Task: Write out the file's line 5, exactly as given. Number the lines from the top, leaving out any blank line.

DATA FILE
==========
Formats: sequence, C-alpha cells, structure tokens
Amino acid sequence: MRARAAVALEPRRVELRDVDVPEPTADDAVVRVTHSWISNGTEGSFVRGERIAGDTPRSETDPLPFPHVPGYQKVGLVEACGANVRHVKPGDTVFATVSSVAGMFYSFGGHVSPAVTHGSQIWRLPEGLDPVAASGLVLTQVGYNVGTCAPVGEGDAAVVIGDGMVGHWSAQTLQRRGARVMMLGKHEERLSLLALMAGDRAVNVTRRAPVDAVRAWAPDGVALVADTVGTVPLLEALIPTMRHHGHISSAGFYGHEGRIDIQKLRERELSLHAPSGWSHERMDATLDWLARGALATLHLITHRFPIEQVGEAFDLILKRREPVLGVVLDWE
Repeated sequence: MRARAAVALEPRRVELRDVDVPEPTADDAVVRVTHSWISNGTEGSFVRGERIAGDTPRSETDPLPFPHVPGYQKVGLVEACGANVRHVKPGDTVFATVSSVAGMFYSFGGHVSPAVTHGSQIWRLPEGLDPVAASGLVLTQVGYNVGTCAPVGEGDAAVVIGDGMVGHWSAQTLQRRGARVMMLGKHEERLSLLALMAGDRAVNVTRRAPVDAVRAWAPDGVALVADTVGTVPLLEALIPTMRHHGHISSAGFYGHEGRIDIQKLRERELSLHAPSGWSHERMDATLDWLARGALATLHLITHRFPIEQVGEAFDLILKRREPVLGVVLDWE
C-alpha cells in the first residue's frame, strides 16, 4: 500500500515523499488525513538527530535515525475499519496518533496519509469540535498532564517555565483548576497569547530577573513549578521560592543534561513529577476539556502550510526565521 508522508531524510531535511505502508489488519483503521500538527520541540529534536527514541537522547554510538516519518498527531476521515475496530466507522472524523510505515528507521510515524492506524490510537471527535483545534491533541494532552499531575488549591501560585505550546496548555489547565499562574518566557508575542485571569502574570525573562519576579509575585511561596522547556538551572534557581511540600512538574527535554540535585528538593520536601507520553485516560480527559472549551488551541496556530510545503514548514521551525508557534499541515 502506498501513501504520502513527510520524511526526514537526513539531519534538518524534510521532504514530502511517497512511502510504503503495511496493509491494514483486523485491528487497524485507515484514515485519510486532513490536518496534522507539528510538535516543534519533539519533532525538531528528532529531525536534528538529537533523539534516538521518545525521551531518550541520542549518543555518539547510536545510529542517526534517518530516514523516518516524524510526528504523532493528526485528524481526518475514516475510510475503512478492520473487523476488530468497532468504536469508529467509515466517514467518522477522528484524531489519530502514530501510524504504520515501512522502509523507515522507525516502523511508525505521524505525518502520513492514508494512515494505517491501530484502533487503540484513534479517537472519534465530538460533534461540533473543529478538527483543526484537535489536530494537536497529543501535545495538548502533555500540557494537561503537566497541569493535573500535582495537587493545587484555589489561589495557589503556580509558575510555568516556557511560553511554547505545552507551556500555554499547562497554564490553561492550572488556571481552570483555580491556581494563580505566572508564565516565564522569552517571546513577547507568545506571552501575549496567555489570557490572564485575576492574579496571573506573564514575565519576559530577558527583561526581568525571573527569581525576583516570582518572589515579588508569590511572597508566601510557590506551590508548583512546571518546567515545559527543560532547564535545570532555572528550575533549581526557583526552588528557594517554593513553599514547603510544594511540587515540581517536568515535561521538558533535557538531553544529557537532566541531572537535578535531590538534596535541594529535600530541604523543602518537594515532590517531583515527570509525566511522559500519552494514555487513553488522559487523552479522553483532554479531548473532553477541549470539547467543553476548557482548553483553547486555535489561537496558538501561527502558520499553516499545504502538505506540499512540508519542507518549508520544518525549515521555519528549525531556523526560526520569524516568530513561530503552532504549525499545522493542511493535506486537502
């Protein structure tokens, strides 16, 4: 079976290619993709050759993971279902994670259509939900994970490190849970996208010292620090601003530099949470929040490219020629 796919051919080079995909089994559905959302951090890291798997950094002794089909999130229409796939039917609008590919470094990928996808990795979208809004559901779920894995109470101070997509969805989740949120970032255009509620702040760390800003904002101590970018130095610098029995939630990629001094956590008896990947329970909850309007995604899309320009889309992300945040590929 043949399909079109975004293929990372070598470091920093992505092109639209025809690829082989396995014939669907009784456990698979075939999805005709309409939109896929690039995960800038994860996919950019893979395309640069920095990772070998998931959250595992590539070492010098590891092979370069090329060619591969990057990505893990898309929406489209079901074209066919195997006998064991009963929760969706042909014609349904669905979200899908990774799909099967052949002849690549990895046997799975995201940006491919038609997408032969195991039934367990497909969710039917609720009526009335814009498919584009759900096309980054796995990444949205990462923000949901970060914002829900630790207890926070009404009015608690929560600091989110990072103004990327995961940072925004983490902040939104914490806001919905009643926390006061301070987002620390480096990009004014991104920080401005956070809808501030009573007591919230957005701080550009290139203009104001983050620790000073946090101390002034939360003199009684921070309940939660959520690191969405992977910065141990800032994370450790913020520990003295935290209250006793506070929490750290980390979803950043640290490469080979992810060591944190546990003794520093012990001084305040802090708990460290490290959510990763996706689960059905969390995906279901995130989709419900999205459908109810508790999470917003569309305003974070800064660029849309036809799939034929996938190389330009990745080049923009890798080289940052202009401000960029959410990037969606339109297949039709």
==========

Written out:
């Protein structure tokens, strides 16, 4: 079976290619993709050759993971279902994670259509939900994970490190849970996208010292620090601003530099949470929040490219020629 796919051919080079995909089994559905959302951090890291798997950094002794089909999130229409796939039917609008590919470094990928996808990795979208809004559901779920894995109470101070997509969805989740949120970032255009509620702040760390800003904002101590970018130095610098029995939630990629001094956590008896990947329970909850309007995604899309320009889309992300945040590929 043949399909079109975004293929990372070598470091920093992505092109639209025809690829082989396995014939669907009784456990698979075939999805005709309409939109896929690039995960800038994860996919950019893979395309640069920095990772070998998931959250595992590539070492010098590891092979370069090329060619591969990057990505893990898309929406489209079901074209066919195997006998064991009963929760969706042909014609349904669905979200899908990774799909099967052949002849690549990895046997799975995201940006491919038609997408032969195991039934367990497909969710039917609720009526009335814009498919584009759900096309980054796995990444949205990462923000949901970060914002829900630790207890926070009404009015608690929560600091989110990072103004990327995961940072925004983490902040939104914490806001919905009643926390006061301070987002620390480096990009004014991104920080401005956070809808501030009573007591919230957005701080550009290139203009104001983050620790000073946090101390002034939360003199009684921070309940939660959520690191969405992977910065141990800032994370450790913020520990003295935290209250006793506070929490750290980390979803950043640290490469080979992810060591944190546990003794520093012990001084305040802090708990460290490290959510990763996706689960059905969390995906279901995130989709419900999205459908109810508790999470917003569309305003974070800064660029849309036809799939034929996938190389330009990745080049923009890798080289940052202009401000960029959410990037969606339109297949039709």